Six weeks ago while shopping at Target, I ran into a college freshman named Maya, and we began to talk. Maya (not her real name) was part of a story I wrote in 2005 about Charlotte-Mecklenburg Schools' "abstinence-only" sex education policies, and so we spent a few minutes catching up. She loves her new school and hopes to become an architect. "And guess what?" she asked, laughing. "I'm not pregnant! Despite all the stupid sex-ed stuff."
That's when our conversation turned to the subject of the 2005 article. Unfortunately, there wasn't much new for me to tell her on that score, as CMS' sex education program -- called FLEBHS (pronounced flee-bus), short for Family Living, Ethical Behavior and Human Sexuality -- is still bogged down in a 1950s-ish fantasy-world view in which teenagers and sex don't mix, and neither homosexuality nor abortion even exist.
To receive federal funding, a state's sex-ed programs must teach that abstinence is the only way to avoid out-of-wedlock pregnancies and STDs, and that sexual relations are acceptable only within a married, monogamous, heterosexual relationship. So much for contraception, changing times, or nonheteros -- those realities have no place in the Ozzie & Harriet fantasy we're paying to have delivered to tens of thousands of kids.
Maya's reality certainly didn't fit that 1950s mold. She was raised since age 3 by her mother, after her father left for parts unknown. In the eighth grade, her health teacher told the class that marriage was the one and only circumstance in which anyone should have sex, which left Maya with the feeling that, "my mom had messed up her life by having me, and that the way we lived, just the two of us, was a terrible thing."
Luckily, Maya and her mother have "a tight, honest relationship," which helped her develop a healthy level of self-esteem. She finally decided that, "if the school system didn't know any better than that, why should I pay attention to the rest of what they had to say [about sex education]?"
"FLEBHS was such a bad joke," Maya says today. "Everybody always said their FLEBHS teacher was just going through the motions, and there were some things they wouldn't talk about, even if you asked them directly. I think it does more harm than good."
Apparently, some members of Congress feel the same way. House committee hearings a couple of weeks ago were held to investigate whether the federal government should continue funding abstinence-only sex education. The hearings came on the heels of a December report from the Centers for Disease Control and Prevention showing the first rise in teenage pregnancies in 15 years, and a recent CDC report announcing that one in four American teenage girls has a sexually transmitted infection. Those problems have gotten worse, said critics of the current approach, in spite of 11 years of mandated "abstinence-only" education that social conservatives swore would change things for the better. Most speakers at the hearings advocated for sex education that includes information on how teenagers can protect themselves from STDs or pregnancy if they engage in sex.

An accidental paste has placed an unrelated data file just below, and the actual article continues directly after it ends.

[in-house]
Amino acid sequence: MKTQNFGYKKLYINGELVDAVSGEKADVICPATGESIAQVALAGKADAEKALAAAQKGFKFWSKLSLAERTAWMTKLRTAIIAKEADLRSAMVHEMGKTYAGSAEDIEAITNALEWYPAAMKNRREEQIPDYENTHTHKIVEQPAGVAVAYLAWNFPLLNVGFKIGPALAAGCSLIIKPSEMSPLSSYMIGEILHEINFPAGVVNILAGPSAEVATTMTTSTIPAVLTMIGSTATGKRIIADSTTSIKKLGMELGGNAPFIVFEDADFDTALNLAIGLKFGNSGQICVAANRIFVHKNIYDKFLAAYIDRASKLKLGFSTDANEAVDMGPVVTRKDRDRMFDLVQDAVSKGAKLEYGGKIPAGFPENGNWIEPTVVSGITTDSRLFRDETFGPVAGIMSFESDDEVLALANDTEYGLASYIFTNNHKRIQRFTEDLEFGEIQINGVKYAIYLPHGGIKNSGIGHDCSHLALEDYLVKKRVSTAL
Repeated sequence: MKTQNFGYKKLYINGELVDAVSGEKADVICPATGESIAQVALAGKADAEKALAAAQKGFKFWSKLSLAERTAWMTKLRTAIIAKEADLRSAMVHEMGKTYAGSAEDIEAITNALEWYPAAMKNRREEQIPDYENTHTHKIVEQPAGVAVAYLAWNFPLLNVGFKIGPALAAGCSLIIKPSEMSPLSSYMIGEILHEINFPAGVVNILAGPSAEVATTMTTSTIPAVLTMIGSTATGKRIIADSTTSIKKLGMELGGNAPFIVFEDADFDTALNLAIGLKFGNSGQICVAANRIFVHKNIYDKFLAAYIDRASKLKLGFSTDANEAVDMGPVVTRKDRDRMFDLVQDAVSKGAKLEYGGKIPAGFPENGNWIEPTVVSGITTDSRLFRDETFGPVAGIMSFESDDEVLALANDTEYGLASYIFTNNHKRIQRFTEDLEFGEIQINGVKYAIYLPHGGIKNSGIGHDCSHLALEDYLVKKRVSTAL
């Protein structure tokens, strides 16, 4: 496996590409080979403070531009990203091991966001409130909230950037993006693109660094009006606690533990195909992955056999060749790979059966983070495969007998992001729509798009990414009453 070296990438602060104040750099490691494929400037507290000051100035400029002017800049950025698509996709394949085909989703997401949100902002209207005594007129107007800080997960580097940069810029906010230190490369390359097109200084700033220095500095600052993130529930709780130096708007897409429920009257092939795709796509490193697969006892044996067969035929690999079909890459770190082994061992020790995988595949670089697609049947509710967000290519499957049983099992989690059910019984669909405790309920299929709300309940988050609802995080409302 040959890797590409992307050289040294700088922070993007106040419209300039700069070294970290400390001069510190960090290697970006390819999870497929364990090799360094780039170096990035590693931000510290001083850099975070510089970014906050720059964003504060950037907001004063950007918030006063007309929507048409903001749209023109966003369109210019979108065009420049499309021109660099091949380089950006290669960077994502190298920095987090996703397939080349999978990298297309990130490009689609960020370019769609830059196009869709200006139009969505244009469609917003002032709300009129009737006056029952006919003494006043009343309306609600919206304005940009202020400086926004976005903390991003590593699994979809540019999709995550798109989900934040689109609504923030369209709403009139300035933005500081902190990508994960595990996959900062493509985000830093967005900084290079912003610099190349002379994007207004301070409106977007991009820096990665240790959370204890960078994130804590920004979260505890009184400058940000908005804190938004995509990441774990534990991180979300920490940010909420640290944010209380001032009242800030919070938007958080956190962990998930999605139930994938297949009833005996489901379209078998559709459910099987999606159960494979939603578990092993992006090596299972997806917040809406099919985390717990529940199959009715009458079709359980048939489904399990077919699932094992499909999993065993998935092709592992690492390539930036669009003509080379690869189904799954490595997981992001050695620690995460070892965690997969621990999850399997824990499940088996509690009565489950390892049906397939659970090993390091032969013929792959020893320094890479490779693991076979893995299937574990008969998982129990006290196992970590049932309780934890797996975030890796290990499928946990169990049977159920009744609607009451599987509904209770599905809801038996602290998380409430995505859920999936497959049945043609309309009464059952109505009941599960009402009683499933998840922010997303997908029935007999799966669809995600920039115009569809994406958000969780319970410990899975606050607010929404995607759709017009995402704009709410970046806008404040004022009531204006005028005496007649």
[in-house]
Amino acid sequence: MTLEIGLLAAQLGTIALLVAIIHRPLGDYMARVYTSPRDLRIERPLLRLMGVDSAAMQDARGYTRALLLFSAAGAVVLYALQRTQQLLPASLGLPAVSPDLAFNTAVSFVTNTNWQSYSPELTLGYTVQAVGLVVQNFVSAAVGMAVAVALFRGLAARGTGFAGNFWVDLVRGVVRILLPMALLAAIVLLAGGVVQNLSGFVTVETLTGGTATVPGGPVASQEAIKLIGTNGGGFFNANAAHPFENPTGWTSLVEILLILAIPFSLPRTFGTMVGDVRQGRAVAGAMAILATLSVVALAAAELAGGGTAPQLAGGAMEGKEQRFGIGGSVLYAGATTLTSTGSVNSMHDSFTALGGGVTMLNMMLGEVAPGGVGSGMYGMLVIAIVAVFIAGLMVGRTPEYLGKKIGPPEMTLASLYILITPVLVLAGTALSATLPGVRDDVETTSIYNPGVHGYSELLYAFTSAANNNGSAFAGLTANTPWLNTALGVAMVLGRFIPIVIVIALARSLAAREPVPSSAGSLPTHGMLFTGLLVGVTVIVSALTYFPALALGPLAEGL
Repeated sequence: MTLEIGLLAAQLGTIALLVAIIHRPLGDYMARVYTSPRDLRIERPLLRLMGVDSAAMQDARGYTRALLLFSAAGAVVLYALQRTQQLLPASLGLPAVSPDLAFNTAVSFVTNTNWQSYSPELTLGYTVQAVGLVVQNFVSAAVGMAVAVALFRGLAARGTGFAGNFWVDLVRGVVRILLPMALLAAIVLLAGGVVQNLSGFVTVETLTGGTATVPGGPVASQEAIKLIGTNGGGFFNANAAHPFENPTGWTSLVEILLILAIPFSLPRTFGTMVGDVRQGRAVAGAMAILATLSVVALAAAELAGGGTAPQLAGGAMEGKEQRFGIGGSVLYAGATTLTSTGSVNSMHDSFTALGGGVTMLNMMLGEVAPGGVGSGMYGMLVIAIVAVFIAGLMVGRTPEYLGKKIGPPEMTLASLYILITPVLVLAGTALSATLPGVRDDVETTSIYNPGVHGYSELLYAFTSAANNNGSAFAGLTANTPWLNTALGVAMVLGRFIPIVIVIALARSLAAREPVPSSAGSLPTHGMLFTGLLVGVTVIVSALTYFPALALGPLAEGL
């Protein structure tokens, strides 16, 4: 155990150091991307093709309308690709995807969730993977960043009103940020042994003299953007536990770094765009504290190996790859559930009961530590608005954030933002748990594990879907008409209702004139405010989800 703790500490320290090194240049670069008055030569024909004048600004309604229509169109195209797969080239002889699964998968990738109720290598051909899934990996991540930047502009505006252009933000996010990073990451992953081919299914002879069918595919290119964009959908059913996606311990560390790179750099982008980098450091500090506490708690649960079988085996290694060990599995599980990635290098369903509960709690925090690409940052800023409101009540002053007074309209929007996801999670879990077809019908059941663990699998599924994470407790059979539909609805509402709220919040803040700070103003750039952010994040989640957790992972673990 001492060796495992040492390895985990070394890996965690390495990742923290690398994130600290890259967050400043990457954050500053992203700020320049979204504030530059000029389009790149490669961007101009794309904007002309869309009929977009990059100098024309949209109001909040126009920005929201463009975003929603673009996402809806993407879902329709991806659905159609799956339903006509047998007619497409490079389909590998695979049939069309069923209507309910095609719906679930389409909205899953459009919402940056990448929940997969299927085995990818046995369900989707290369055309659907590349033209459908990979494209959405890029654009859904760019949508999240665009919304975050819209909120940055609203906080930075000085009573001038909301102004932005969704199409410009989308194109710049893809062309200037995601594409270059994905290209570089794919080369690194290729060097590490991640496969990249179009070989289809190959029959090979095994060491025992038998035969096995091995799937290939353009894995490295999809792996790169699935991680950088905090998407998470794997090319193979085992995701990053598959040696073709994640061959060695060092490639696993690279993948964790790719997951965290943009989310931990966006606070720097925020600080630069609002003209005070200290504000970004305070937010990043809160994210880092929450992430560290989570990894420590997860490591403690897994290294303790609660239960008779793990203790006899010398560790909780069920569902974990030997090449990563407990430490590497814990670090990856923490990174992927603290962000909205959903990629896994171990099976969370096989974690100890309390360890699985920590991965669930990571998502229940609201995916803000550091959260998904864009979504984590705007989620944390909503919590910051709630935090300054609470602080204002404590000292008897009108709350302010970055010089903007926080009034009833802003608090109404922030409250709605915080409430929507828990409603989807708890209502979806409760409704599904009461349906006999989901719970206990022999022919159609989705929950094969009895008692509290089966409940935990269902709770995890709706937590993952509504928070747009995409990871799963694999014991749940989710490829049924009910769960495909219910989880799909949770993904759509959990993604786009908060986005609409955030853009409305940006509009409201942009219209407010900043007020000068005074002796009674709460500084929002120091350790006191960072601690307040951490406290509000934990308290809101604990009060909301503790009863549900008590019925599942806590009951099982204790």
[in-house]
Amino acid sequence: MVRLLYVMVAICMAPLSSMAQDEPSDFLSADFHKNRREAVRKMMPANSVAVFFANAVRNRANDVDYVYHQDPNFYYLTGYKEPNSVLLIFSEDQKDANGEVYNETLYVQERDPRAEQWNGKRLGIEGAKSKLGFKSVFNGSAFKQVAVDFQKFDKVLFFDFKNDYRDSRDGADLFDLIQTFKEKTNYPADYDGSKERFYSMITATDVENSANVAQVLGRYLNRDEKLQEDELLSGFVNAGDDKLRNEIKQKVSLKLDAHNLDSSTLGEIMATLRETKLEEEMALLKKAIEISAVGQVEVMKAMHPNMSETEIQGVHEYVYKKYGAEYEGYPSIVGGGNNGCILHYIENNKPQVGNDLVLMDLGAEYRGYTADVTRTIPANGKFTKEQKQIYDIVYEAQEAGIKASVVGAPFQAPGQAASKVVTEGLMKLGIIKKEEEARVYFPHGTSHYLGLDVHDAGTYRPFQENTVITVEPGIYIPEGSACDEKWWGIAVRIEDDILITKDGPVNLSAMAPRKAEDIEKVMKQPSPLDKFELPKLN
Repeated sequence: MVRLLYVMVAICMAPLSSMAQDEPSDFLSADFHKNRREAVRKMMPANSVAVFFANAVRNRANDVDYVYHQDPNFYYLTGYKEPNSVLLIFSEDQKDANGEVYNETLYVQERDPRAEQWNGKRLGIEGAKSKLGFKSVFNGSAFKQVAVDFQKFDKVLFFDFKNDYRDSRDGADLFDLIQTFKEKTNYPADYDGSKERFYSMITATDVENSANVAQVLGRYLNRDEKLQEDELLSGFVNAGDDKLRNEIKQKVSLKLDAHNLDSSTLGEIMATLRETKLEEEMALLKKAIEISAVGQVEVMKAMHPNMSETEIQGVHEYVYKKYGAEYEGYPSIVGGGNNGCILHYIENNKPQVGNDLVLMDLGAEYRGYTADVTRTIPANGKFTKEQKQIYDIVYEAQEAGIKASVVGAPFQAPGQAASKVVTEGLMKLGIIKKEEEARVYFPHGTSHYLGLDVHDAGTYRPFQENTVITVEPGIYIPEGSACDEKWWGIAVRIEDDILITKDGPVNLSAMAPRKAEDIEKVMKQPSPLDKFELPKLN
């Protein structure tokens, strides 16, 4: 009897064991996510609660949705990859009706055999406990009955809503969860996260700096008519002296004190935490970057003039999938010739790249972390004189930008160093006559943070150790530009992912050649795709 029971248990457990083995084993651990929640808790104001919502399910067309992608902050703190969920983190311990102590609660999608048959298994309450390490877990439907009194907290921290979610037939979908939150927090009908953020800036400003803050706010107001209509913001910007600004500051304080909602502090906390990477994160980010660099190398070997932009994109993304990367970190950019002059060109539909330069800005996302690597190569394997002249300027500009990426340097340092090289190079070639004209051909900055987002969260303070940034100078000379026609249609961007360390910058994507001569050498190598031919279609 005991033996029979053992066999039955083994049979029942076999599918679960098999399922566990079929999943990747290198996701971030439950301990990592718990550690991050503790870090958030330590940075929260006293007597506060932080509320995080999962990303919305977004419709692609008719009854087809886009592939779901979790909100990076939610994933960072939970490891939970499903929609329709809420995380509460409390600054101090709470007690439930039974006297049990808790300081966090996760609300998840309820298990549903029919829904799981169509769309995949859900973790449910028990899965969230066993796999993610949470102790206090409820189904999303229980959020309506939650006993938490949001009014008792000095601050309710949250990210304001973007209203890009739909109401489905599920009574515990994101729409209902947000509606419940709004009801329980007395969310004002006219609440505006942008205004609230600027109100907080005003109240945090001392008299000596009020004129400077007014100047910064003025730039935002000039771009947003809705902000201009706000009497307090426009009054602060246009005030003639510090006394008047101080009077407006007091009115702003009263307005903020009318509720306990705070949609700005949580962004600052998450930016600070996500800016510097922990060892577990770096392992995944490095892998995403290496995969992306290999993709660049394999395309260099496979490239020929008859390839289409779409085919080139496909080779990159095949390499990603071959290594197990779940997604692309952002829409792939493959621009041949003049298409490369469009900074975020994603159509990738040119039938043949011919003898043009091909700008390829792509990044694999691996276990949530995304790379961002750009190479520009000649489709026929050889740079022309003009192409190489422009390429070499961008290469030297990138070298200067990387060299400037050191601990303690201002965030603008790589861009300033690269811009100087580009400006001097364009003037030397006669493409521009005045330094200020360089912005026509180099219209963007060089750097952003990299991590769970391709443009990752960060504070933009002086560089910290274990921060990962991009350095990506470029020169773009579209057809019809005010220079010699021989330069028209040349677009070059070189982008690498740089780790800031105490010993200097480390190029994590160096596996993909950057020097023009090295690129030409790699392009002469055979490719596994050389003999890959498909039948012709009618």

Various groups are working to change government policy, but none have been more outspoken than the American Medical Association, which says, "American teens deserve medically accurate, realistic, and honest information about sex. Anything less in the era of HIV and AIDS is not only naive and misguided, but also irresponsible and dangerous."
State governments have started to get the message. Of the 49 states that originally signed up for the feds' "abstinence-only" method, 17 have since decided to reject the funding in order to be able to tell students about the real world.
North Carolina still subscribes to the "abstinence-only" approach. Although CMS' sex education curriculum, which is required for students in grades K-9, is less restrictive than most in North Carolina -- for example, it does acknowledge the existence of contraceptives -- it is far from what the majority of experts consider a balanced, comprehensive understanding of human sexuality. In the CMS curriculum, for example, homosexuality, masturbation and abortion are simply not allowed to be mentioned.
Many North Carolinians want a change in the way human sexuality is taught here. A 2006 statewide survey of more than 1,300 N.C. public school parents, published in the Journal of Adolescent Health, found that an overwhelming majority of them think schools should teach students about the use of birth control methods, including where to get condoms and how to use them; testing for HIV/AIDS and other STDs; and homosexuality.
It's high time our state legislators heed those parents, as well as the majority of experts, and change the archaic programs that, over and over, have been shown to have next to zero impact on teens' behaviors -- and that can increase risk because students are denied information on the subject.
Maya hopes a change to a comprehensive sex-ed curriculum would make a difference for students, "but like I said before, it all depends on whether the teachers would talk to students about the way things really are today."
Well said, as you'd expect from someone who lives in the real world, unlike the people who want kids to be denied critical information about their own bodies.